Host your stage

Host your stage. Know what is happening.

Find out as early as possible, say during the week or earlier that day, how many musos are playing and what the instruments are. You may need to hire extra gear or need to arrage the stage in a certain way eg. if the drummer likes to play from the side of the stage or the band has their own wireless in-ear monitoring system and doesnt need foldback speakers. Check all your leads, DI’s, batteries, mics and power supplys/outlets before every soundcheck with the band. You will breathe a sigh of relief when you find that dodgey lead and replace it before you have a bunch of people waiting around for you to find the problem and fix it. Be prepared and run an efficient organised sound check then hopefully – depending on how late the band is :p – you may even run to schedule.

When the band arrive, introduce yourself and be polite and professional. Nobody likes a snobby sound guy. Aim to accomodate them in every way that you can. Be assertive once you’re all introduced and get everyone moving. Let them know what you need from them and ask them what they need from you. Try to keep setup time to a minimum so that you have more time to sort out fold back mixes, feedback issues, and the ever important front of house mix. By taking the initiative and leading your band through this time you will earn their respect and help them give a confident performance. Some artists are always nervous before a show and often they are late and flustered. Some have a weird sense of superiority (as do many sound guys – don’t be one of them!). Others are real pros and will be a pleasure to work with. But as a musician its always a great feeling to have a friendly sound guy look after you, help you get your rig up and running, and still have time to get a great sound out the front.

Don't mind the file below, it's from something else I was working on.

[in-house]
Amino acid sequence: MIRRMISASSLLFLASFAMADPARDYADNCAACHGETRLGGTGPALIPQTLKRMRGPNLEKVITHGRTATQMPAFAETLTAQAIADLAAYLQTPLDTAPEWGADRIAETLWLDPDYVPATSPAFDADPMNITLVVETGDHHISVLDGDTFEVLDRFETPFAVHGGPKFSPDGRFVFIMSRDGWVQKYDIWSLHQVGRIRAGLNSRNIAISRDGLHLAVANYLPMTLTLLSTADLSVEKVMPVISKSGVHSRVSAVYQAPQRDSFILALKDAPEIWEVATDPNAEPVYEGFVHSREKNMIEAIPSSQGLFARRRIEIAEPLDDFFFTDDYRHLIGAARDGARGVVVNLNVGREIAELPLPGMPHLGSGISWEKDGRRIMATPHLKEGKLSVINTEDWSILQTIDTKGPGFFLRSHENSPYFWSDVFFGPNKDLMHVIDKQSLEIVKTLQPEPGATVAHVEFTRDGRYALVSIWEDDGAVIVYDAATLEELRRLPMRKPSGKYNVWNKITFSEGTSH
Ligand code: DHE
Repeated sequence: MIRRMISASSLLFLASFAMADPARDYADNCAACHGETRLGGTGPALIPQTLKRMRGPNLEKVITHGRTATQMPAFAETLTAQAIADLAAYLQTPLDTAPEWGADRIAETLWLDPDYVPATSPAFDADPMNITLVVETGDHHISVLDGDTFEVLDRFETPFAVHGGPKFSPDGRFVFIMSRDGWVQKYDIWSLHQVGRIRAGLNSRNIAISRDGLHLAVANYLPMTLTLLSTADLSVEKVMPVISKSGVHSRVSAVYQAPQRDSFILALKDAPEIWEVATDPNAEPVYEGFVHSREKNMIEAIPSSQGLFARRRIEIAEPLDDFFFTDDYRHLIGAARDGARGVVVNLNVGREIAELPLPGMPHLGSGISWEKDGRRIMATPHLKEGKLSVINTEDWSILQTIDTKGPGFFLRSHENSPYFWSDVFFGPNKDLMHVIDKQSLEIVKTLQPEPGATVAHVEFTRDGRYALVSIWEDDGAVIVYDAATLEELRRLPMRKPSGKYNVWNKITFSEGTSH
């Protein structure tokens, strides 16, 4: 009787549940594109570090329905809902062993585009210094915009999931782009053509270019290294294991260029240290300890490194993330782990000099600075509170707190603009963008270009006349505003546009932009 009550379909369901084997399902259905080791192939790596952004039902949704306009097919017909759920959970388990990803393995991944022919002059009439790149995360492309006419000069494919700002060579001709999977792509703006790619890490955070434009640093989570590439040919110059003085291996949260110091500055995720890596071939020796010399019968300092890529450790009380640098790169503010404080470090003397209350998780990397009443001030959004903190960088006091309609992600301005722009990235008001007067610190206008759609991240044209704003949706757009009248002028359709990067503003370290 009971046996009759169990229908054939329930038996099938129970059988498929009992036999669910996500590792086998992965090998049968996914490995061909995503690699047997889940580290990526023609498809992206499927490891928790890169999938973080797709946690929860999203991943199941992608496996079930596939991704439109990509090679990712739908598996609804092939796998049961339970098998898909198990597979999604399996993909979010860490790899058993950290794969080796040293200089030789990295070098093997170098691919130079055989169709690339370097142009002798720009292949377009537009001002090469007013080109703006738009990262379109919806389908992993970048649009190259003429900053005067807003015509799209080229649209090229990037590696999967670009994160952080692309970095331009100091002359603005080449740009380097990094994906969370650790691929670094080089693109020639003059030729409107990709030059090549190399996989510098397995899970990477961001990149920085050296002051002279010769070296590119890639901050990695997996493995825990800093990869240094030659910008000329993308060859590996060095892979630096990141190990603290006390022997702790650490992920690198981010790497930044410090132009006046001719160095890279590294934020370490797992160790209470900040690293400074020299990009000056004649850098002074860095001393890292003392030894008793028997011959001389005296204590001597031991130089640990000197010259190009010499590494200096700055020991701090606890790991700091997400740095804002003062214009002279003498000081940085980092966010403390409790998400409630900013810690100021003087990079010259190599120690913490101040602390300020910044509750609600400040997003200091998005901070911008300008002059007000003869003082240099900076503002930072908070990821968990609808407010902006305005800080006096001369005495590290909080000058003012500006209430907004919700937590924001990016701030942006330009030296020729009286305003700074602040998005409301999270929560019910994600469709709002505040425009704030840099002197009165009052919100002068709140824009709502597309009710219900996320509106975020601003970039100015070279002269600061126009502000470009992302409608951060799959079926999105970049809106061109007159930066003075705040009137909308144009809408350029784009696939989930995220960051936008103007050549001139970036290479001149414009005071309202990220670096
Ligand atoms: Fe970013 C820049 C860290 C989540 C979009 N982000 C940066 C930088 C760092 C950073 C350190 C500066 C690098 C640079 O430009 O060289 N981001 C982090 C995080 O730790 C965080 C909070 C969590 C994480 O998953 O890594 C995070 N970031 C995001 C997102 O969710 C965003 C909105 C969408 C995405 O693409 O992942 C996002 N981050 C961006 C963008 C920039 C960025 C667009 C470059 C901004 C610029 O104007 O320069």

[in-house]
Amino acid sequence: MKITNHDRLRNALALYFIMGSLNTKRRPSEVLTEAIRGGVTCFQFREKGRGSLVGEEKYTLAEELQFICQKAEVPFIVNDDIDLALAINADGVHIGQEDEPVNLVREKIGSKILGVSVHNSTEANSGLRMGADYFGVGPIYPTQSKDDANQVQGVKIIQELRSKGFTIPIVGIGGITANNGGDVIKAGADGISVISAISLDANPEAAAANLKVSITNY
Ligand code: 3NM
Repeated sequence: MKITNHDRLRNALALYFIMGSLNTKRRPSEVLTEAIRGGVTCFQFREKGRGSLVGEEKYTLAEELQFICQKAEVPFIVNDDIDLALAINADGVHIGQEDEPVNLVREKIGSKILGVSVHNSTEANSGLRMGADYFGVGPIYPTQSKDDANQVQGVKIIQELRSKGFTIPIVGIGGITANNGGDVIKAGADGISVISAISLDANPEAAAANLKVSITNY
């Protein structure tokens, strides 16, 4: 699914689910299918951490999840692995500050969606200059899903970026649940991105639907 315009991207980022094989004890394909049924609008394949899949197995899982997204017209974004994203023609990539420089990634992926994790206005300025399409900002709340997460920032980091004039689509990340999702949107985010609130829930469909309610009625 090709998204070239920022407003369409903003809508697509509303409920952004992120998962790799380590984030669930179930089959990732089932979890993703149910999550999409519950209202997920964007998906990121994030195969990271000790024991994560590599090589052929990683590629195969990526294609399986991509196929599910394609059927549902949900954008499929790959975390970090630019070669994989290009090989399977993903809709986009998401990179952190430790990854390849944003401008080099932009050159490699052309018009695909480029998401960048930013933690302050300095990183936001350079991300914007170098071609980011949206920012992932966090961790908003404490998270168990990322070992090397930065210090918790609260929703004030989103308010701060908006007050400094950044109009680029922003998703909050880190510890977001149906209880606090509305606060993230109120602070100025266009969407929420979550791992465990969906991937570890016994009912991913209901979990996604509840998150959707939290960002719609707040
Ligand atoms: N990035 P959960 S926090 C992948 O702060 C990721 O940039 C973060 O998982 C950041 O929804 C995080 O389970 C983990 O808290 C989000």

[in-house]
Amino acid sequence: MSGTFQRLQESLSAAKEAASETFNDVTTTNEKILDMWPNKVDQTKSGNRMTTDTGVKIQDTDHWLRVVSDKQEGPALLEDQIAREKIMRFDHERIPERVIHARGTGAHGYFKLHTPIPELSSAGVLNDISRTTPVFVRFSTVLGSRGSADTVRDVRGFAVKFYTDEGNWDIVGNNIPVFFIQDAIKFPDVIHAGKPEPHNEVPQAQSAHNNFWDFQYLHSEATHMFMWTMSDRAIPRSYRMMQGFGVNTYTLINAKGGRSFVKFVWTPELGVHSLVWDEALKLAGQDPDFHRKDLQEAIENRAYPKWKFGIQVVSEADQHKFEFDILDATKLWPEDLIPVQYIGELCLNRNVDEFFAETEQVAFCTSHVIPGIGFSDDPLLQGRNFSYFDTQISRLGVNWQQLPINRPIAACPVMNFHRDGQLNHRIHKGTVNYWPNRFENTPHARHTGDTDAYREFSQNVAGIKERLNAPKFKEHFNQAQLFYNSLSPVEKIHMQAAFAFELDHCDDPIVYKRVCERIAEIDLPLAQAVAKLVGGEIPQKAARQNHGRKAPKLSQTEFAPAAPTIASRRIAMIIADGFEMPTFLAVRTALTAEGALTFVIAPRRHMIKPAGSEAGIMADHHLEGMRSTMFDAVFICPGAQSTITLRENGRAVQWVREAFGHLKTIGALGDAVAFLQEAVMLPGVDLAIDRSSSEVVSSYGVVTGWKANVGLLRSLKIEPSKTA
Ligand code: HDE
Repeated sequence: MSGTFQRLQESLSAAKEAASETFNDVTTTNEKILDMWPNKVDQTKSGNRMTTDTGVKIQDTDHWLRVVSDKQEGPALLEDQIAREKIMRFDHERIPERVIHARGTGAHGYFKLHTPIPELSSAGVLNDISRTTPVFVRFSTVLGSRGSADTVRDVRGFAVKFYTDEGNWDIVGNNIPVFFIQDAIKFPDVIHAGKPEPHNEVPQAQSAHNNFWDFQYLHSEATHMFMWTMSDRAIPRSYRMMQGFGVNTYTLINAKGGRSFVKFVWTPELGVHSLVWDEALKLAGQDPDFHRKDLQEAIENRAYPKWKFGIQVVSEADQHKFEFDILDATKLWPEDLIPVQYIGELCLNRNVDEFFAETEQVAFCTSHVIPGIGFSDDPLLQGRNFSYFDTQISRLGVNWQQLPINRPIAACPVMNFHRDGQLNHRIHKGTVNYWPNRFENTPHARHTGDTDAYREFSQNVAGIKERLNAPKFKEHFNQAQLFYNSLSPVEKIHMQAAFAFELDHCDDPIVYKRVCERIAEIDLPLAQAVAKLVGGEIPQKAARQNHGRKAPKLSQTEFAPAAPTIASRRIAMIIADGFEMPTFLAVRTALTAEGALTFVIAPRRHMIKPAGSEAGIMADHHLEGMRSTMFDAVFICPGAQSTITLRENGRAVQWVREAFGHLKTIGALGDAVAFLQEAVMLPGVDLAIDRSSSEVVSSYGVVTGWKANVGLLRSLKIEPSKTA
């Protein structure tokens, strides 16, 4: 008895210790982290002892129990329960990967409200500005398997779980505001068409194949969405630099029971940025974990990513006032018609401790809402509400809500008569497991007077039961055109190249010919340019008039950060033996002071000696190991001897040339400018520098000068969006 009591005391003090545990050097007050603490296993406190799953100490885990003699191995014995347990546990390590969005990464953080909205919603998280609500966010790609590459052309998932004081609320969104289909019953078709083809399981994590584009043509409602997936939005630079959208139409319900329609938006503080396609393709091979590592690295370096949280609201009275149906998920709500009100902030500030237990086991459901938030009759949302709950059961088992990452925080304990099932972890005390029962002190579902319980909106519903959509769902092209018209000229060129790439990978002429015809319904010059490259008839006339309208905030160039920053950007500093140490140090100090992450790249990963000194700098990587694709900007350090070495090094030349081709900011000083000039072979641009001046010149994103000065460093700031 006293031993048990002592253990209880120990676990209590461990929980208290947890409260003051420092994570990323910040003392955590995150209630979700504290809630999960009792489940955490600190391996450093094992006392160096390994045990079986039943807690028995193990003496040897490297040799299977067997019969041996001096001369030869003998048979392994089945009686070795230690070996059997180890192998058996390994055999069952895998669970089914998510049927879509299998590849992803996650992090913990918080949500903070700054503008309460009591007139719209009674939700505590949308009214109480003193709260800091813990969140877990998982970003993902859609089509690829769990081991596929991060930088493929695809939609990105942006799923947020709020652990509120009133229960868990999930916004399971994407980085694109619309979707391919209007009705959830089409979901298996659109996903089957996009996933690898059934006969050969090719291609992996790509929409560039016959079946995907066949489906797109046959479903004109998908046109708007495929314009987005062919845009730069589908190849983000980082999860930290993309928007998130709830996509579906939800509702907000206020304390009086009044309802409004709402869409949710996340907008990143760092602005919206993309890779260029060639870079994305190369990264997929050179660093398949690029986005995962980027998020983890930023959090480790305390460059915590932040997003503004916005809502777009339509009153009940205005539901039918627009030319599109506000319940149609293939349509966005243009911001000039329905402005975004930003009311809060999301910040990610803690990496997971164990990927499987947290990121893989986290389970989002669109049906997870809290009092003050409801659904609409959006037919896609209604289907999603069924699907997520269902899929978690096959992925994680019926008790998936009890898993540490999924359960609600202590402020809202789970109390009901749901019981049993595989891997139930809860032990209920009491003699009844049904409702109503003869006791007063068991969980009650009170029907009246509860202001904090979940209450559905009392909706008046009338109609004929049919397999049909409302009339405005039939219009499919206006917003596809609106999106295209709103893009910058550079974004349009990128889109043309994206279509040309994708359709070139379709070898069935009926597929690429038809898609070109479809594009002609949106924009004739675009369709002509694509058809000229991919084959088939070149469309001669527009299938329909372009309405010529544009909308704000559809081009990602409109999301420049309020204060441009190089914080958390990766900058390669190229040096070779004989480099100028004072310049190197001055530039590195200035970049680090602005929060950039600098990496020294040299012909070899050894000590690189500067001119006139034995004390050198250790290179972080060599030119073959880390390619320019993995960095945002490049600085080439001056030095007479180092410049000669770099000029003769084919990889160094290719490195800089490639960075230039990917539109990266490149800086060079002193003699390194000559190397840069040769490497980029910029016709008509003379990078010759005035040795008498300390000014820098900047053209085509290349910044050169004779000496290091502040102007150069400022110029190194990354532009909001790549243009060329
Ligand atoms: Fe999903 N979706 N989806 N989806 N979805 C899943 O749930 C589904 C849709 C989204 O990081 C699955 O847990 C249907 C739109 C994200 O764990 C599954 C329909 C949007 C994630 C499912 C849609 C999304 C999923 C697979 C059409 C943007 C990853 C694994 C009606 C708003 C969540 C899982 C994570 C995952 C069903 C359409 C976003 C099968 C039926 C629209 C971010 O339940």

Some muso’s have poured thousands of hard-earned cash into thier equipment, and spent most of their life refining thier skills as a player. Hopefully you can say the same about yourself as a sound tech. We need to prove that our PA rig and audio skills are able to faithfully reproduce their tone and showcase their ability, otherwise we are not holding up our end of the deal.

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